Bishop Niceta of Remesiana (died A.D. 415): "He is the Way along which we journey to our salvation; the Truth, because He rejects what is false; the Life, because He destroys death. ...All who from the beginning of the world were, or are, or will be justified - whether Patriarchs, like Abraham, Isaac and Jacob, or Prophets, whether Apostles or martyrs, or any others - make up one Church, because they are made holy by one faith and way of life, stamped with one Spirit, made into one Body whose Head, as we are told, is Christ. I go further. The angels and virtues and powers in heaven are co-members in this one Church, for, as the Apostle teaches us, in Christ `all things whether on the earth or in the heavens have been reconciled.' You must believe, therefore, that in this one Church you are gathered into the Communion of Saints. You must know that this is the one Catholic Church established throughout the world, and with it you must remain in unshaken communion. There are, indeed, other so called `churches' with which you can have no communion. ...These `churches' cease to be holy, because they were deceived by the doctrines of the devil to believe and behave differently from what Christ commanded and from the tradition of the Apostles." (The Fathers of the Church)

Saint Jerome (died A.D. 420): "As I follow no leader save Christ, so I communicate with none but your blessedness, that is, with the Chair of Peter. For this, I know, is the rock on which the Church is built. ...This is the Ark of Noah, and he who is not found in it shall perish when the flood prevails. ...And as for heretics, I have never spared them; on the contrary, I have seen to it in every possible way that the Church's enemies are also my enemies." (Manual of Patrology and History of Theology)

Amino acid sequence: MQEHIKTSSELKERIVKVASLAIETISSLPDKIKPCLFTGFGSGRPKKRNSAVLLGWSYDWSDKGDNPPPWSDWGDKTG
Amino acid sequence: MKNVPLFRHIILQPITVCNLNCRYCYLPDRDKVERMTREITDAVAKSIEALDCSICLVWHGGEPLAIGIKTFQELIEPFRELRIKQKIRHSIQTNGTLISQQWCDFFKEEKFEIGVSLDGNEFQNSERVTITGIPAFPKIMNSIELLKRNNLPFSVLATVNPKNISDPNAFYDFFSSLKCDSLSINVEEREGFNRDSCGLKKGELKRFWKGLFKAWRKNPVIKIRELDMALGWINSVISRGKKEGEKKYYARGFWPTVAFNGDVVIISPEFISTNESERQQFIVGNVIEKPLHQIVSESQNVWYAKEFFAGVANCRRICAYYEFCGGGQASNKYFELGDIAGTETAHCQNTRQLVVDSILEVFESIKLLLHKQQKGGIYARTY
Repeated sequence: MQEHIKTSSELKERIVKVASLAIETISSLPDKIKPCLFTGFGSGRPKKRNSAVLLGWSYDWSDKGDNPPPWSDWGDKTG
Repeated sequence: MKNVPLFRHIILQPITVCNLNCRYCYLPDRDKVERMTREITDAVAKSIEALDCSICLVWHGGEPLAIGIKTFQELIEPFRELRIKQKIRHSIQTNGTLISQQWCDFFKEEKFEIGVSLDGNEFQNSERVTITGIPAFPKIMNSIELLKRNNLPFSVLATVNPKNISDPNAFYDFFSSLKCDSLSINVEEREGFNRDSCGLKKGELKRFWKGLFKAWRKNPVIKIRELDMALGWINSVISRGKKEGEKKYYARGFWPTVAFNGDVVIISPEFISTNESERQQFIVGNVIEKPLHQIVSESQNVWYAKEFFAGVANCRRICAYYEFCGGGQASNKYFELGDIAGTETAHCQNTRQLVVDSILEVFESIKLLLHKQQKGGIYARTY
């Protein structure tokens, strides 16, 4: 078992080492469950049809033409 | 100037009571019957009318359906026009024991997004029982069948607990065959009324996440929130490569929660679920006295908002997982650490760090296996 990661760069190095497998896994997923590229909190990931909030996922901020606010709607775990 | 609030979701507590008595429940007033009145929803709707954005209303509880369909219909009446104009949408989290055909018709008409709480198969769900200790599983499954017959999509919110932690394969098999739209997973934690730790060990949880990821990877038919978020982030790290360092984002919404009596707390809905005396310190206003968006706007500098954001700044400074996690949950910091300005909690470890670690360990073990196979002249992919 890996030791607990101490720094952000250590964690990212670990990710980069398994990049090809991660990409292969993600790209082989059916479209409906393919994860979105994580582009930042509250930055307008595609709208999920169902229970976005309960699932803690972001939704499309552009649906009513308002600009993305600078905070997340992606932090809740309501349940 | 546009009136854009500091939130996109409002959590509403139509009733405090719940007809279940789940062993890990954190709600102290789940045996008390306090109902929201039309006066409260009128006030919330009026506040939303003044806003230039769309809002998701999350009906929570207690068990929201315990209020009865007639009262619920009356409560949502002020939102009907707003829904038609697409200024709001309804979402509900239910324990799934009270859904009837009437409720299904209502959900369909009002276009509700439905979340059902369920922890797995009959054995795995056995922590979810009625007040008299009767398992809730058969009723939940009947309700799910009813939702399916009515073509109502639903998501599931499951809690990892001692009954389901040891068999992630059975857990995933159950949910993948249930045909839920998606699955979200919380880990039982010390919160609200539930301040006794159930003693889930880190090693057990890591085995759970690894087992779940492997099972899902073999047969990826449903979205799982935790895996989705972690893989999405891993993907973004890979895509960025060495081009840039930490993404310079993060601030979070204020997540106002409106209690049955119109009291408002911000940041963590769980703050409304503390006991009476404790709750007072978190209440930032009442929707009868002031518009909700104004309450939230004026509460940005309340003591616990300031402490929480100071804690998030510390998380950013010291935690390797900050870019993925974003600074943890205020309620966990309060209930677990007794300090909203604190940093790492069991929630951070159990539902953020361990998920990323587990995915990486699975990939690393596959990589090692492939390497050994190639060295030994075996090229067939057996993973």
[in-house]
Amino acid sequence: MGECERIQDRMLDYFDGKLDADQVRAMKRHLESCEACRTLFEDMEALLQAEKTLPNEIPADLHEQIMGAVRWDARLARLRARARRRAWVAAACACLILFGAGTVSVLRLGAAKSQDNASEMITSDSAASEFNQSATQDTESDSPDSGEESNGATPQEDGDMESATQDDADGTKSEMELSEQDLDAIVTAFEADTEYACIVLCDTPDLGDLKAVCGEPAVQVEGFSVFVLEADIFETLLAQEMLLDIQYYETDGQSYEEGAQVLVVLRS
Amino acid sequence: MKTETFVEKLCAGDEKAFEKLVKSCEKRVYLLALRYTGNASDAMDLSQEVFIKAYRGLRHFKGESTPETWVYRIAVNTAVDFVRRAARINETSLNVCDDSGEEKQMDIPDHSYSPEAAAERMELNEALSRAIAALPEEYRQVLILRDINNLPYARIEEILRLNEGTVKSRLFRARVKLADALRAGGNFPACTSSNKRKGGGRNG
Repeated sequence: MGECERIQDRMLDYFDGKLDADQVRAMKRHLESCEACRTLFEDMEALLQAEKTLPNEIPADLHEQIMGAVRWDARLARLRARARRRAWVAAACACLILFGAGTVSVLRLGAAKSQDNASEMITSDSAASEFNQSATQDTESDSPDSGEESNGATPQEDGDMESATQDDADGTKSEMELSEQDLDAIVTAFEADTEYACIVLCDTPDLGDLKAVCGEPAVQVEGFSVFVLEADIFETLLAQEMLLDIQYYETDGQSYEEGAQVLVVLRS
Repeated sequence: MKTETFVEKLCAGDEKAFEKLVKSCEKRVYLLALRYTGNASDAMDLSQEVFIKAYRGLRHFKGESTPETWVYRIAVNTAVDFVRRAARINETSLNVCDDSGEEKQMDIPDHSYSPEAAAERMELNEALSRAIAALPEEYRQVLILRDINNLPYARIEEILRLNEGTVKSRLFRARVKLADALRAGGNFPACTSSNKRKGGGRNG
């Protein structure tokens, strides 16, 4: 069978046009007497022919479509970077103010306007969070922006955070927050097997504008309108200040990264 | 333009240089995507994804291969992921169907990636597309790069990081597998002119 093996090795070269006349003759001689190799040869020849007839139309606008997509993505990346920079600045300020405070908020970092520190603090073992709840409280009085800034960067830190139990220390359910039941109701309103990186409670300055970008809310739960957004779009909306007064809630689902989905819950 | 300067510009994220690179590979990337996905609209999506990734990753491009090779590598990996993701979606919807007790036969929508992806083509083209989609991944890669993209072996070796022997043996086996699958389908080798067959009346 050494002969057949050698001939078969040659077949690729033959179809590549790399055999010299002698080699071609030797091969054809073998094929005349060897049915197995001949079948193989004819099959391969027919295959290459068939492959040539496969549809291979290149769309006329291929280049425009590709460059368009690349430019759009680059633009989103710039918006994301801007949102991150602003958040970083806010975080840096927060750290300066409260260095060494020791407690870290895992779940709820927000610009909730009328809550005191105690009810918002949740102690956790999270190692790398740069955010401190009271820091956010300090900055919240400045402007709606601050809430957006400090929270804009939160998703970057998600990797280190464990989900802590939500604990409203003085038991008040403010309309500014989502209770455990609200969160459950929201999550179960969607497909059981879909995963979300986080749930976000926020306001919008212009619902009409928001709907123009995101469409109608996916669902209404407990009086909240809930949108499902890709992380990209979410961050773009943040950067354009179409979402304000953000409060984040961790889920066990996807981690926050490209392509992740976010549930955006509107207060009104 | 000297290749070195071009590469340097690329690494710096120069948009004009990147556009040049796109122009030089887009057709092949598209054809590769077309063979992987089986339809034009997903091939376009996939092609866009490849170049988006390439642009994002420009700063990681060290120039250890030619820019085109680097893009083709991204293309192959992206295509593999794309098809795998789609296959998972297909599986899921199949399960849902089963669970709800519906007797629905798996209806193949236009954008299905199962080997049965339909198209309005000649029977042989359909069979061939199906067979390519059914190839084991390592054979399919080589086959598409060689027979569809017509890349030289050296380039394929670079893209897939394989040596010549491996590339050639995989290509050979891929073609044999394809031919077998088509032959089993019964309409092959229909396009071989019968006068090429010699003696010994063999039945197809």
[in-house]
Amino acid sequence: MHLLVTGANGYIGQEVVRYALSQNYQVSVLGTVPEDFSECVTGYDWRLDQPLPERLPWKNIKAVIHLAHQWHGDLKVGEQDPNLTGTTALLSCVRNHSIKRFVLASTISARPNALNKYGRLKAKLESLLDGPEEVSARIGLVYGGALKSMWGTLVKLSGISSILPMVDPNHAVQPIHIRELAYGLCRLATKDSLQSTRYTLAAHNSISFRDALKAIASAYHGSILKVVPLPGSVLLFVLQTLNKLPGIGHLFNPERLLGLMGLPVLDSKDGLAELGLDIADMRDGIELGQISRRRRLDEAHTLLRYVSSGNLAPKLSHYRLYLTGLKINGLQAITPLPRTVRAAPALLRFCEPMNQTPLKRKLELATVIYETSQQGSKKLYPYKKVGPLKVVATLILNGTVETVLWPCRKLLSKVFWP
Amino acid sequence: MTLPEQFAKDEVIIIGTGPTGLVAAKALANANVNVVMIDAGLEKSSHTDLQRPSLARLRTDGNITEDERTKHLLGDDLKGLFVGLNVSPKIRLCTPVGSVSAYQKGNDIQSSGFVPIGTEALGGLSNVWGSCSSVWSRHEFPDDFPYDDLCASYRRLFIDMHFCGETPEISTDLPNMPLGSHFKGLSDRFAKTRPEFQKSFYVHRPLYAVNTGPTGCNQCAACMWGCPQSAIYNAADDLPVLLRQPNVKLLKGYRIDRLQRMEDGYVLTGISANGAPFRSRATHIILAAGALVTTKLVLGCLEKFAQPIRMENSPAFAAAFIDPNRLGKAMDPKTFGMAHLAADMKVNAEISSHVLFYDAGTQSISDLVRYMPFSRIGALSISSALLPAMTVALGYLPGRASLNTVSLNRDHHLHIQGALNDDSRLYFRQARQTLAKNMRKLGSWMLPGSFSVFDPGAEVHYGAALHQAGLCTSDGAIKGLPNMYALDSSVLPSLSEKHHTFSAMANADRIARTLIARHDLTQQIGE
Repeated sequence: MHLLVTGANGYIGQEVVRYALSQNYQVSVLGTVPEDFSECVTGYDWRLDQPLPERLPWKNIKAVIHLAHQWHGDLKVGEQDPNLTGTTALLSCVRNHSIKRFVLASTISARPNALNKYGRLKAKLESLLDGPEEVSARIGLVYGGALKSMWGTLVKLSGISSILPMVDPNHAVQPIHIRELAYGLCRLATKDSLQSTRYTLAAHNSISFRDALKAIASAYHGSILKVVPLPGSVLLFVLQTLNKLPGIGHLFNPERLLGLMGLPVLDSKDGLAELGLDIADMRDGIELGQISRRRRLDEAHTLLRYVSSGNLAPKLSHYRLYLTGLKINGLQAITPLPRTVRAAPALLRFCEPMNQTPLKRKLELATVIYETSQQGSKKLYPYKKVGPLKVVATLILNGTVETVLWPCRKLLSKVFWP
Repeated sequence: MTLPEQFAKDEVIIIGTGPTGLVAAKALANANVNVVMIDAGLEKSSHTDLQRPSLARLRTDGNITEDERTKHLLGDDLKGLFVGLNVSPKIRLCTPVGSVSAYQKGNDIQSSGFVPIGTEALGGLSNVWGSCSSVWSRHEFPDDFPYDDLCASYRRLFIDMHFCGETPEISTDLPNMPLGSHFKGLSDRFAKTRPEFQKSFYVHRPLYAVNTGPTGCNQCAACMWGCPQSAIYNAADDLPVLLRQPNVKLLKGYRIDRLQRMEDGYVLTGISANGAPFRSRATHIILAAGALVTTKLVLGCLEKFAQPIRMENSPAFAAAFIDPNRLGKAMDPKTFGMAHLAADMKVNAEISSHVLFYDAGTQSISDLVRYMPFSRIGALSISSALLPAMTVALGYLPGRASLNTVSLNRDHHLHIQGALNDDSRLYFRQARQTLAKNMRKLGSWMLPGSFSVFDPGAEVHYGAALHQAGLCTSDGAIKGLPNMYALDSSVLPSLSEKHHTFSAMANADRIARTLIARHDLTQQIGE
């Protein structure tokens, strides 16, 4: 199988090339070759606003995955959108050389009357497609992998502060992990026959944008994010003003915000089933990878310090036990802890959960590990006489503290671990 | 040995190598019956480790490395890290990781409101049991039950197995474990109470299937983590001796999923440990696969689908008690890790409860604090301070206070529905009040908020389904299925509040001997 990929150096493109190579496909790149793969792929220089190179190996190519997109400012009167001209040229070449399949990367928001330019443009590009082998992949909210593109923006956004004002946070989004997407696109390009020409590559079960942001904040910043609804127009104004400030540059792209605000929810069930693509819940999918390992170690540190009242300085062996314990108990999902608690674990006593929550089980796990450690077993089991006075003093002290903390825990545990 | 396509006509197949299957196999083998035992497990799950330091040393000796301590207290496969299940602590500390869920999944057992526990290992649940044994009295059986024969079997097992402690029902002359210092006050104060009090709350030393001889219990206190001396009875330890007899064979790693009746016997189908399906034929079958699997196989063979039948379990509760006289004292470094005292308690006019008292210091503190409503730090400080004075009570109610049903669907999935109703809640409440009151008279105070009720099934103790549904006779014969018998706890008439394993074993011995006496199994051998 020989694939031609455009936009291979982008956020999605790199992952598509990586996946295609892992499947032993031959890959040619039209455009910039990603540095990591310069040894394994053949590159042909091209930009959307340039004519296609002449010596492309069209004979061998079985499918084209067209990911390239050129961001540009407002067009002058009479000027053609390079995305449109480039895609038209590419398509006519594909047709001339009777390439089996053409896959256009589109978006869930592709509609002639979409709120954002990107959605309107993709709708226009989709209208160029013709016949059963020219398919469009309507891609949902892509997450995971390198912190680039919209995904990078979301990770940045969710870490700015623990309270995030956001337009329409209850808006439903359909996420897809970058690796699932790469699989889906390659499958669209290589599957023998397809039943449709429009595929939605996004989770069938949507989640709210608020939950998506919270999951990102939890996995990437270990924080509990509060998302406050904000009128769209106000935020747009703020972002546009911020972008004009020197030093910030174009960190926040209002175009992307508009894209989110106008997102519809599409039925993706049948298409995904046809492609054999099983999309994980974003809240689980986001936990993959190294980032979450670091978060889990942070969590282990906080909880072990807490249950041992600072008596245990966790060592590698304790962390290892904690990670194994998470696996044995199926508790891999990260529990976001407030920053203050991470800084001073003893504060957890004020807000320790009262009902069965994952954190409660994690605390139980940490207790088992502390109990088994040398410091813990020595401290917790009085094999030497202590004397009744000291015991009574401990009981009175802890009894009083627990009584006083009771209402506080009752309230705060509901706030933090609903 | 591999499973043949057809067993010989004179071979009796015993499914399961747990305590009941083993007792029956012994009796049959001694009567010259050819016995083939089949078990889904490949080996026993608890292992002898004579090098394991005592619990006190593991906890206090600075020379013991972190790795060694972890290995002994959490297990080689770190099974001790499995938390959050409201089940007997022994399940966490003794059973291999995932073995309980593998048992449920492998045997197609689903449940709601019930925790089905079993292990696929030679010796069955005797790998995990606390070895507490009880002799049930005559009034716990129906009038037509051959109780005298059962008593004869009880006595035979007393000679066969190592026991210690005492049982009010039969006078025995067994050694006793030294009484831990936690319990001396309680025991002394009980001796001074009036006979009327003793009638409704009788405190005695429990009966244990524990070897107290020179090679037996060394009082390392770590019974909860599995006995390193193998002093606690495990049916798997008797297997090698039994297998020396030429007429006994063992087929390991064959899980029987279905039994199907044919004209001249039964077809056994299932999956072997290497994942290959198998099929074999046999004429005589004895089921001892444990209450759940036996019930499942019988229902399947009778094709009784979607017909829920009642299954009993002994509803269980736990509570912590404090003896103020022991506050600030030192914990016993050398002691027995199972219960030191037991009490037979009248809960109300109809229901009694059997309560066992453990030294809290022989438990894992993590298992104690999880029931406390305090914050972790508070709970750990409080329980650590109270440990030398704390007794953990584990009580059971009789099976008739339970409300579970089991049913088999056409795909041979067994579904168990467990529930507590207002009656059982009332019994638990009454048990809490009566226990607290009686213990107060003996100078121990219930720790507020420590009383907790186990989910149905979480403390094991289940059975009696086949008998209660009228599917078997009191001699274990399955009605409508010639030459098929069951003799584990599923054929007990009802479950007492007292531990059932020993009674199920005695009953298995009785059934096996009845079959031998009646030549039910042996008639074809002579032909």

"Therefore, I believe it is good for me to praise the Chair and Faith of peter: with you alone remains uncorrupted the inhereitance of the Fathers. As I follow no one but Christ, so do I therefore unite myself with Your Holiness, that is, with the Chair of Peter. Whoever eats the Lamb outside this House is profane; whoever is not in this Ark of Noah will perish in the Flood; whoever does not gather with thee scatters; that is: he who is not Christ's is Antichrist's." (To Pope Damasus, Epistle 15)

Saint Augustine (died A.D. 430): "No man can find salvation except in the Catholic Church. Outside the Catholic Church one can have everything except salvation. One can have honor, one can have the sacraments, one can sing alleluia, one can answer amen, one can have faith in the name of the Father and of the Son and of the Holy Ghost, and preach it too, but never can one find salvation except in the Catholic Church." (Sermo ad Caesariensis Ecclesia plebem)

"So certain and so clear is the Catholic Faith as expressed in the words of the Apostolic See, so ancient and so well-extablished, that it would be a sacrilege for any Christian to doubt!" (Faith of the Early Fathers)